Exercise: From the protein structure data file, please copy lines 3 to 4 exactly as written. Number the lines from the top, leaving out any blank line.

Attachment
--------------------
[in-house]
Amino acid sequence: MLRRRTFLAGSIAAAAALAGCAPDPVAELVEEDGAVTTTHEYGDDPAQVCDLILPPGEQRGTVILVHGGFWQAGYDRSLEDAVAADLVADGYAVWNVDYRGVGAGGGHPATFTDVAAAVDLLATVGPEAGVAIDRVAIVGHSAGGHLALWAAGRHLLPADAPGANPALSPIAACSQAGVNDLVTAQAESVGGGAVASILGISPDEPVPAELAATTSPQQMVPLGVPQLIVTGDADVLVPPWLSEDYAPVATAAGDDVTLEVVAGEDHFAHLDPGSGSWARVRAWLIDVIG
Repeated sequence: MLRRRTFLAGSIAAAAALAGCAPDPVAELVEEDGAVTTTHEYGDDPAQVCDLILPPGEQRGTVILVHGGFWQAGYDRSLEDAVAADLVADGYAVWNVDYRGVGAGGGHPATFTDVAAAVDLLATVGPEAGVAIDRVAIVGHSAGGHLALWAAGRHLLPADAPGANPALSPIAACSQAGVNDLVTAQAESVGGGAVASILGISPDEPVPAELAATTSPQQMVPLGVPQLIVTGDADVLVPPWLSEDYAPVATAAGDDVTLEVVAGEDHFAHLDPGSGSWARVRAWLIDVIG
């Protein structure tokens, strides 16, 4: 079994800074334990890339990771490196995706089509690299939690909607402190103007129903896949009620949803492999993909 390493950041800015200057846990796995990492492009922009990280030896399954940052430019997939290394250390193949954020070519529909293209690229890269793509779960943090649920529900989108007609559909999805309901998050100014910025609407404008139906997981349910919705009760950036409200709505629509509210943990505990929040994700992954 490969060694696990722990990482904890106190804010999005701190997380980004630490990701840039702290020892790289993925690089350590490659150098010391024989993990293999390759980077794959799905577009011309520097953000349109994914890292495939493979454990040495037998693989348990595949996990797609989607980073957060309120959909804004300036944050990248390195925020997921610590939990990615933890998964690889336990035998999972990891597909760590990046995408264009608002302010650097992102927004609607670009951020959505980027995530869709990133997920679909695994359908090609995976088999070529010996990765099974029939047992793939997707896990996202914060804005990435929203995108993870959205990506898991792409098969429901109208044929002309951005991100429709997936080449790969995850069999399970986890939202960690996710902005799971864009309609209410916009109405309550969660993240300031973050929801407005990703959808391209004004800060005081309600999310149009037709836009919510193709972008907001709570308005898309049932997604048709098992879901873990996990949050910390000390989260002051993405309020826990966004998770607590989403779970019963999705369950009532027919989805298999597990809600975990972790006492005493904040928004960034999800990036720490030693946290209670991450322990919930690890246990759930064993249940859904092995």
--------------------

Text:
Repeated sequence: MLRRRTFLAGSIAAAAALAGCAPDPVAELVEEDGAVTTTHEYGDDPAQVCDLILPPGEQRGTVILVHGGFWQAGYDRSLEDAVAADLVADGYAVWNVDYRGVGAGGGHPATFTDVAAAVDLLATVGPEAGVAIDRVAIVGHSAGGHLALWAAGRHLLPADAPGANPALSPIAACSQAGVNDLVTAQAESVGGGAVASILGISPDEPVPAELAATTSPQQMVPLGVPQLIVTGDADVLVPPWLSEDYAPVATAAGDDVTLEVVAGEDHFAHLDPGSGSWARVRAWLIDVIG
């Protein structure tokens, strides 16, 4: 079994800074334990890339990771490196995706089509690299939690909607402190103007129903896949009620949803492999993909 390493950041800015200057846990796995990492492009922009990280030896399954940052430019997939290394250390193949954020070519529909293209690229890269793509779960943090649920529900989108007609559909999805309901998050100014910025609407404008139906997981349910919705009760950036409200709505629509509210943990505990929040994700992954 490969060694696990722990990482904890106190804010999005701190997380980004630490990701840039702290020892790289993925690089350590490659150098010391024989993990293999390759980077794959799905577009011309520097953000349109994914890292495939493979454990040495037998693989348990595949996990797609989607980073957060309120959909804004300036944050990248390195925020997921610590939990990615933890998964690889336990035998999972990891597909760590990046995408264009608002302010650097992102927004609607670009951020959505980027995530869709990133997920679909695994359908090609995976088999070529010996990765099974029939047992793939997707896990996202914060804005990435929203995108993870959205990506898991792409098969429901109208044929002309951005991100429709997936080449790969995850069999399970986890939202960690996710902005799971864009309609209410916009109405309550969660993240300031973050929801407005990703959808391209004004800060005081309600999310149009037709836009919510193709972008907001709570308005898309049932997604048709098992879901873990996990949050910390000390989260002051993405309020826990966004998770607590989403779970019963999705369950009532027919989805298999597990809600975990972790006492005493904040928004960034999800990036720490030693946290209670991450322990919930690890246990759930064993249940859904092995």